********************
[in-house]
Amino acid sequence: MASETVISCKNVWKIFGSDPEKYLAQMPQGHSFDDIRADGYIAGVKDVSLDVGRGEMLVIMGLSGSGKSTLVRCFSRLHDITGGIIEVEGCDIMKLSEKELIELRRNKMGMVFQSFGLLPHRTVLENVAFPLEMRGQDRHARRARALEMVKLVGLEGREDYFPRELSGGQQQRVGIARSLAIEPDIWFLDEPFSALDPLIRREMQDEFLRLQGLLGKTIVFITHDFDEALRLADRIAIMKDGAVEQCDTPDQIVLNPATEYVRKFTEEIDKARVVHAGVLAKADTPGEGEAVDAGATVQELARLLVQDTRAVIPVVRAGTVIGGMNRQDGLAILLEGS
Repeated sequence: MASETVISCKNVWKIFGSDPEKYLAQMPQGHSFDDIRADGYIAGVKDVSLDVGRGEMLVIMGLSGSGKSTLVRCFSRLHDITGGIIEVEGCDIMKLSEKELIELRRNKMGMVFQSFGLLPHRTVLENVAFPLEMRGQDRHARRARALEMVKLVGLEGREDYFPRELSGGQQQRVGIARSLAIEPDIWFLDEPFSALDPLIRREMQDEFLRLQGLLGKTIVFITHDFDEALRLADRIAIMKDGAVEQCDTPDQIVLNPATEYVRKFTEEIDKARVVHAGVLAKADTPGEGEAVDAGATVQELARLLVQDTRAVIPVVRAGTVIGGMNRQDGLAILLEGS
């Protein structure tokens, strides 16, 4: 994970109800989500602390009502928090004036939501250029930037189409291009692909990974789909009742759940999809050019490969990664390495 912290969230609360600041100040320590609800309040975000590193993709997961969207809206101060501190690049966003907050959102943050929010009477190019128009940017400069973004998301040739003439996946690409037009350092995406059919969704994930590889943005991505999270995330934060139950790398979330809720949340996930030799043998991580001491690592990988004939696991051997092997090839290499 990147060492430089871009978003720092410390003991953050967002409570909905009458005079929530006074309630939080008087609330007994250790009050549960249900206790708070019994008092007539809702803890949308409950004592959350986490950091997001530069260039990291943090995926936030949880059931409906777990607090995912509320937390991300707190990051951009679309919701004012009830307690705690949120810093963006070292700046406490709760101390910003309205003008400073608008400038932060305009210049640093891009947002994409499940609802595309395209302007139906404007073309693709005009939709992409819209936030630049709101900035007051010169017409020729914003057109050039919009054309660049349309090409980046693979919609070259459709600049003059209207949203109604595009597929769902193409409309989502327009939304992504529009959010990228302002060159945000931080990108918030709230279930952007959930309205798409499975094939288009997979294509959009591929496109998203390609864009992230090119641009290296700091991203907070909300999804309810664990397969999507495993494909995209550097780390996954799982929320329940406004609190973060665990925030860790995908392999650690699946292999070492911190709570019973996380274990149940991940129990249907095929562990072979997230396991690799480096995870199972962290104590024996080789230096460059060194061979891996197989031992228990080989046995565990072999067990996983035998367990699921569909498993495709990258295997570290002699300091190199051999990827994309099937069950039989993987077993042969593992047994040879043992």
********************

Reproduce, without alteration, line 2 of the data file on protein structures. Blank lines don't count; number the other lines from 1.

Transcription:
Amino acid sequence: MASETVISCKNVWKIFGSDPEKYLAQMPQGHSFDDIRADGYIAGVKDVSLDVGRGEMLVIMGLSGSGKSTLVRCFSRLHDITGGIIEVEGCDIMKLSEKELIELRRNKMGMVFQSFGLLPHRTVLENVAFPLEMRGQDRHARRARALEMVKLVGLEGREDYFPRELSGGQQQRVGIARSLAIEPDIWFLDEPFSALDPLIRREMQDEFLRLQGLLGKTIVFITHDFDEALRLADRIAIMKDGAVEQCDTPDQIVLNPATEYVRKFTEEIDKARVVHAGVLAKADTPGEGEAVDAGATVQELARLLVQDTRAVIPVVRAGTVIGGMNRQDGLAILLEGS